Background: Exercise and education is recommended as first-line treatment by evidence-based, international guidelines for low back pain (LBP). Despite consensus regarding the treatment, there is a gap between guidelines and what is offered to patients. Digital LBP treatments are an emerging way of delivering first-line treatment.
Objective: The aim of this study is to evaluate outcomes after participation in a 3-month digitally delivered treatment program for individuals with subacute or chronic LBP.
Methods: We analyzed data from 2593 consecutively recruited participants in a digitally delivered treatment program, available via the national health care system in Sweden. The program consists of video-instructed and progressive adaptable exercises, education through text lessons, and a chat and video function connecting participants with a personal physiotherapist. The primary outcome was mean change and proportion reaching a minimal clinically important change (MCIC) for LBP (2 points or 30% decrease) assessed with the numerical rating scale (average pain during the past week, discrete boxes, 0-10, best to worst). Secondary outcomes were mean change and proportion reaching MCIC (10 points or 30%) in disability, assessed with the Oswestry Disability Index (ODI; 0-100, best to worst) and a question on patient acceptable symptom state (PASS).
Results: The mean participant age was 63 years, 73.85% (1915/2593) were female, 54.72% (1419/2593) had higher education, 50.56% (1311/2593) were retired, and the mean BMI was 26.5 kg/m2. Participants completed on average 84% of the prescribed exercises and lessons, with an adherence of ≥80% in 69.26% (1796/2593) and ≥90% in 50.13% (1300/2593) of the participants. Mean reduction in pain from baseline to 3 months was 1.7 (95% CI -1.8 to -1.6), corresponding to a 35% relative change. MCIC was reached by 58.50% (1517/2593) of participants. ODI decreased 4 points (95% CI -4.5 to -3.7), and 36.48% (946/2593) reached an MCIC. A change from no to yes in PASS was seen in 30.35% (787/2593) of participants. Multivariable analysis showed positive associations between reaching an MCIC in pain and high baseline pain (odds ratio [OR] 1.9, 95% CI 1.6-2.1), adherence (OR 1.5, 95% CI 1.3-1.8), and motivation (OR 1.2, 95% CI 1.0-1.5), while we found negative associations for wish for surgery (OR 0.6, 95% CI 0.5-0.9) and pain in other joints (OR 0.9, 95% CI 0.7-0.9). We found no associations between sociodemographic characteristics and pain reduction.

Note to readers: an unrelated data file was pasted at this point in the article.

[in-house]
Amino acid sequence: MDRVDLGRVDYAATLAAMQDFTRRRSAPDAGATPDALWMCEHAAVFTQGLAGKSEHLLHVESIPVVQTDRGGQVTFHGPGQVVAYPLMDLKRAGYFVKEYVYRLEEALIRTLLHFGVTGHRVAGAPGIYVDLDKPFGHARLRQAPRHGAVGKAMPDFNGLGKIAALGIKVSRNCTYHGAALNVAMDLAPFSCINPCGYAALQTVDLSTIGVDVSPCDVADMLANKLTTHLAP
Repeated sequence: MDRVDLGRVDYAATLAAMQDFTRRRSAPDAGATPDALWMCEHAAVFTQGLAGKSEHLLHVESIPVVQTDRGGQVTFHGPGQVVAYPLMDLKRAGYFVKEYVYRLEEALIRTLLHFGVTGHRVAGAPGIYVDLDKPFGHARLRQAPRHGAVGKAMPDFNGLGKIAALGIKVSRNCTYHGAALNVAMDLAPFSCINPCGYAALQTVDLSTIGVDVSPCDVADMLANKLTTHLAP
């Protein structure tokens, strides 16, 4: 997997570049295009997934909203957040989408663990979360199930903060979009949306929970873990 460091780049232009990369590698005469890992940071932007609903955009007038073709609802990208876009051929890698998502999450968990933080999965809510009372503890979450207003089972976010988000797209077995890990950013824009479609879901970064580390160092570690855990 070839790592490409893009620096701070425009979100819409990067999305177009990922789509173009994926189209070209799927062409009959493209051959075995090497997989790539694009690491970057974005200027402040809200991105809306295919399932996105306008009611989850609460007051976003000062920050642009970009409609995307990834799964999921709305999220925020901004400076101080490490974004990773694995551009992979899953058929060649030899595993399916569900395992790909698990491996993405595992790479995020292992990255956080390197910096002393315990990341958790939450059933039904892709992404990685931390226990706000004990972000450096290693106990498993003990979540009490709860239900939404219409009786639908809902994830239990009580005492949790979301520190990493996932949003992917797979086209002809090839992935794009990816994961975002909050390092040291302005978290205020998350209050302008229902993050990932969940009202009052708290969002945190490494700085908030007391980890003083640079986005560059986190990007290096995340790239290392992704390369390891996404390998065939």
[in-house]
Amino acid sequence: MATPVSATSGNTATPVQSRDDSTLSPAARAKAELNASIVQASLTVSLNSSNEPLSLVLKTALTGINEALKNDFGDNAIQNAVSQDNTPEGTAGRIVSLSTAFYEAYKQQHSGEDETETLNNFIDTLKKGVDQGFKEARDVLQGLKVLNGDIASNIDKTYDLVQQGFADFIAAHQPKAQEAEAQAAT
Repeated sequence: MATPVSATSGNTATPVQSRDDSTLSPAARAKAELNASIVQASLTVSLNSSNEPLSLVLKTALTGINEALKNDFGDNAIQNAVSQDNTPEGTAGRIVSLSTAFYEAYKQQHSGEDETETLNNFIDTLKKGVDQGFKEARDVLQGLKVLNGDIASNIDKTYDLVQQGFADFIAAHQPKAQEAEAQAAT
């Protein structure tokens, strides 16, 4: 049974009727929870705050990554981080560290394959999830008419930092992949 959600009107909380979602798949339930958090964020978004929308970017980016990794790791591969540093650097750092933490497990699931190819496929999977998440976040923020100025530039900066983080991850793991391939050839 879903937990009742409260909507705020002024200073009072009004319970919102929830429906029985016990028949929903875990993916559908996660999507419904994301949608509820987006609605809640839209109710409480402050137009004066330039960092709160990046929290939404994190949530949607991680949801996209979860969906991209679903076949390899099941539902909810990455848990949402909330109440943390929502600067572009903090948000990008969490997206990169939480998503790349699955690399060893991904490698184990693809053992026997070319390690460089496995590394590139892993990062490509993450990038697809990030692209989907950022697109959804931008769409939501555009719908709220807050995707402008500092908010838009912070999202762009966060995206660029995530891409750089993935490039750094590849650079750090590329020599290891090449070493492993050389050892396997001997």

Conclusions: Participants in this digitally delivered treatment for LBP had reduced pain at 3-month follow-up, and 58.50% (1517/2593) reported an MCIC in pain. Our findings suggest that digital treatment programs can reduce pain at clinically important levels for people with high adherence to treatment but that those with such severe LBP problems that they wish to undergo surgery may benefit from additional support.
Trial registration: ClinicalTrials.gov NCT05226156; https://clinicaltrials.gov/ct2/show/NCT05226156.
Keywords: back pain; chronic pain; digital care; digital therapy; exercise; health outcome; low back pain; pain management; physiotherapy; rehabilitation; telehealth; telemedicine.
©Helena Hörder, Håkan Nero, Majda Misini Ignjatovic, Ali Kiadaliri, L Stefan Lohmander, Leif E Dahlberg, Allan Abbott. Originally published in JMIR Rehabilitation and Assistive Technology (https://rehab.jmir.org), 21.06.2022.